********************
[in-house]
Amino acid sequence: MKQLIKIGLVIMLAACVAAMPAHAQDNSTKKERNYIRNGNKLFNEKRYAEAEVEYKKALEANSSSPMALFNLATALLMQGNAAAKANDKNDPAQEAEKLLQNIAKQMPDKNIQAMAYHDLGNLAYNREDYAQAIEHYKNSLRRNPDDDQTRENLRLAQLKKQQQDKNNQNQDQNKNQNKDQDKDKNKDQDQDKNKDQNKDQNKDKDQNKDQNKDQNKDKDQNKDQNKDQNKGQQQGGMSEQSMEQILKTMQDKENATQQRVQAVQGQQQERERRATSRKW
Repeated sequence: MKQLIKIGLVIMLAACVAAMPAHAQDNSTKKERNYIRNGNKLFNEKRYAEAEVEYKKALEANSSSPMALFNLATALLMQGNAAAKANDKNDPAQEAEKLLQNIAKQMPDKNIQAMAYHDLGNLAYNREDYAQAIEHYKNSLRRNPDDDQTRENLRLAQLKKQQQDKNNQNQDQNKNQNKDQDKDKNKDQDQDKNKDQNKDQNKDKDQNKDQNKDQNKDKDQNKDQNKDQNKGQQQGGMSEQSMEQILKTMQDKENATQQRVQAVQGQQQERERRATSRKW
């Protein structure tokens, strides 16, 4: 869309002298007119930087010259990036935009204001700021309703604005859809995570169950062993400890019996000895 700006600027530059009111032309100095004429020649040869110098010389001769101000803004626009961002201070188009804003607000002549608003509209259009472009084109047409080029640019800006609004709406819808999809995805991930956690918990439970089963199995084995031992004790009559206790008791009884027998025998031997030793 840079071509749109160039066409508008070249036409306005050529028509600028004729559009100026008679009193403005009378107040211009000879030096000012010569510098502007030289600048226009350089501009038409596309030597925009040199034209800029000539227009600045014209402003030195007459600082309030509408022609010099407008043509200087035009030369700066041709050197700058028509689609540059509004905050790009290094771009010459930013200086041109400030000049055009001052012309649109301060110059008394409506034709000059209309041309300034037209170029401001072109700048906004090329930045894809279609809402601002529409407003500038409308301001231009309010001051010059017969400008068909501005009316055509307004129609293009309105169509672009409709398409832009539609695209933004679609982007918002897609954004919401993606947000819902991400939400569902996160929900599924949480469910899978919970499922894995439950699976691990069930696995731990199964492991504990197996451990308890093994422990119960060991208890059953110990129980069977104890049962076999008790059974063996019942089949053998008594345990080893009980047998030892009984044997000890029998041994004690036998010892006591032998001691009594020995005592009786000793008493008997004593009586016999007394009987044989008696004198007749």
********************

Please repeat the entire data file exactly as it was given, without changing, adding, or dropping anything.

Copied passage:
[in-house]
Amino acid sequence: MKQLIKIGLVIMLAACVAAMPAHAQDNSTKKERNYIRNGNKLFNEKRYAEAEVEYKKALEANSSSPMALFNLATALLMQGNAAAKANDKNDPAQEAEKLLQNIAKQMPDKNIQAMAYHDLGNLAYNREDYAQAIEHYKNSLRRNPDDDQTRENLRLAQLKKQQQDKNNQNQDQNKNQNKDQDKDKNKDQDQDKNKDQNKDQNKDKDQNKDQNKDQNKDKDQNKDQNKDQNKGQQQGGMSEQSMEQILKTMQDKENATQQRVQAVQGQQQERERRATSRKW
Repeated sequence: MKQLIKIGLVIMLAACVAAMPAHAQDNSTKKERNYIRNGNKLFNEKRYAEAEVEYKKALEANSSSPMALFNLATALLMQGNAAAKANDKNDPAQEAEKLLQNIAKQMPDKNIQAMAYHDLGNLAYNREDYAQAIEHYKNSLRRNPDDDQTRENLRLAQLKKQQQDKNNQNQDQNKNQNKDQDKDKNKDQDQDKNKDQNKDQNKDKDQNKDQNKDQNKDKDQNKDQNKDQNKGQQQGGMSEQSMEQILKTMQDKENATQQRVQAVQGQQQERERRATSRKW
């Protein structure tokens, strides 16, 4: 869309002298007119930087010259990036935009204001700021309703604005859809995570169950062993400890019996000895 700006600027530059009111032309100095004429020649040869110098010389001769101000803004626009961002201070188009804003607000002549608003509209259009472009084109047409080029640019800006609004709406819808999809995805991930956690918990439970089963199995084995031992004790009559206790008791009884027998025998031997030793 840079071509749109160039066409508008070249036409306005050529028509600028004729559009100026008679009193403005009378107040211009000879030096000012010569510098502007030289600048226009350089501009038409596309030597925009040199034209800029000539227009600045014209402003030195007459600082309030509408022609010099407008043509200087035009030369700066041709050197700058028509689609540059509004905050790009290094771009010459930013200086041109400030000049055009001052012309649109301060110059008394409506034709000059209309041309300034037209170029401001072109700048906004090329930045894809279609809402601002529409407003500038409308301001231009309010001051010059017969400008068909501005009316055509307004129609293009309105169509672009409709398409832009539609695209933004679609982007918002897609954004919401993606947000819902991400939400569902996160929900599924949480469910899978919970499922894995439950699976691990069930696995731990199964492991504990197996451990308890093994422990119960060991208890059953110990129980069977104890049962076999008790059974063996019942089949053998008594345990080893009980047998030892009984044997000890029998041994004690036998010892006591032998001691009594020995005592009786000793008493008997004593009586016999007394009987044989008696004198007749």